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Generative Portraits Made from Your Voice and Webcam Photos

Sergio Albiac's black-and-white portraits are also inspired by philosophy and literature.

Image courtesy of the artist

Barcelona-based artist Sergio Albiac is adding some literary and philosophical meaning to the average selfie in his latest project I am Portraits. The project is based on his installation from the Internet Age Media Weekend that took place earlier this year where he took photos of participants while asking them to describe themselves. This was then converted, using a Web Speech API, into text.


Using custom semantic analysis Albiac then changed or complimented the text with philosophical and literary passages, which was then fed through some custom code to create a generative collage portrait. Albiac calls the end result "personal essentialism."

For the new project he's opening the portraits up for people to participate online. "It is a project open for internet audience participation," Albiac explains. "This is an experiment to convert data into meaningful portraits. From a webcam photo and your speech, I will analyze your words and transform them into literary / philosophical passages that will be the texture of your generative portrait."

For this project Albiac's combining the custom code and semantic anaylsis with machine learning networks he trained to copy his style. This is because he didn't want the portraits to mimic other artististic styles, like we've seen Google's Deep Dream neural networks do, but maintain his own individual aesthetic.

"I've been starting to experiment with my own neural networks for my visual art," Albaic tells to The Creators Project. "But in contrast to the interesting results of inceptionism, I do not try to imitate styles, but imitate my own style! In this case, before I create the collage, I correct the original photo based on my manual corrections done with more than 1000s [of] photo portraits. It is a very basic neural network (not a sophisticated deep learning net). The results are sometimes not good, but still, I get consistent good results and I like the concept of an artist 'imitating' himself."


Image courtesy of the artist

Albiac has created a special platform for the project called beyApp ("beyond appearance")—a "virtual portrait studio." The platform takes your photo then you speak into your computer's microphone, describing yourself/your character/your job/ambitions/etc—Albiac's code then works its magic and tallies it with some quotes and you get a black and white, graphical portrait. My own one was formed using a line from a poem by English Romantic poet John Keats.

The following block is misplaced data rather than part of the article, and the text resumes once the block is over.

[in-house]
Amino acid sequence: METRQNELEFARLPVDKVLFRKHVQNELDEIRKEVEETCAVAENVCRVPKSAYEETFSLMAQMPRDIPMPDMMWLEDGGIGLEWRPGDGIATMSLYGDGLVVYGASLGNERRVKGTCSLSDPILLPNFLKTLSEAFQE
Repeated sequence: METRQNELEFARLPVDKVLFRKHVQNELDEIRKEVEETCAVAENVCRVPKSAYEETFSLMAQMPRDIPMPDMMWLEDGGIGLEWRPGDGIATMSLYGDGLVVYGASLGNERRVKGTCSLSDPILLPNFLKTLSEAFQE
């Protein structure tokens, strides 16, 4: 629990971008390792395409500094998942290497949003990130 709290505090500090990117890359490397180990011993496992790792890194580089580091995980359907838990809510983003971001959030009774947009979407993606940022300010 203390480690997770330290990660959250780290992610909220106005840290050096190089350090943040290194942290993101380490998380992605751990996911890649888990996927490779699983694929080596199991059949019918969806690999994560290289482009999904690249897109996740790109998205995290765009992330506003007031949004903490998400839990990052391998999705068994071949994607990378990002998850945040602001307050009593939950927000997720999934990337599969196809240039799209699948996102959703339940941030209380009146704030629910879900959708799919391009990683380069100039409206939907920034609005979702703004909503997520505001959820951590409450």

"The project is not a reaction against selfies," Albiac writes over email. "It is more of answering the question of what makes a portrait meaningful: I think it is going beyond appearance. And as a contemporary artist working with computer code, I have the exciting chance of using the implicit meaning contained in your personal digital data (or world's real time data streams) to transform it into an artistic vision of yourself."

The project is similar to Albiac's Stardust  generative portrait series where the artist combined crowdsourced images of people with pics sourced from the Hubble Space Telescope. But this time he's creating the images not from an external source, but from the very ways in which people think about and define themselves.

"My vision is to create portraits as portals to human identity," says Albiac. "Portals that you can interact with, evolve with you, feed with data. Art as a service. Experimenting alternative ways of creating and distributing art. Beyapp is a brand new platform to host these experiments now and in the future."


If you'd like to get involved in the project you can head over to the beyapp platform here to request an invite code. And you can check out some portraits from the series so far, below.

Image courtesy of the artist

Image courtesy of the artist

Image courtesy of the artist

A portrait of the author. Image courtesy of the artist. 

You can learn more about the project here. And learn more about Sergio Albiac's work by visiting his website here.


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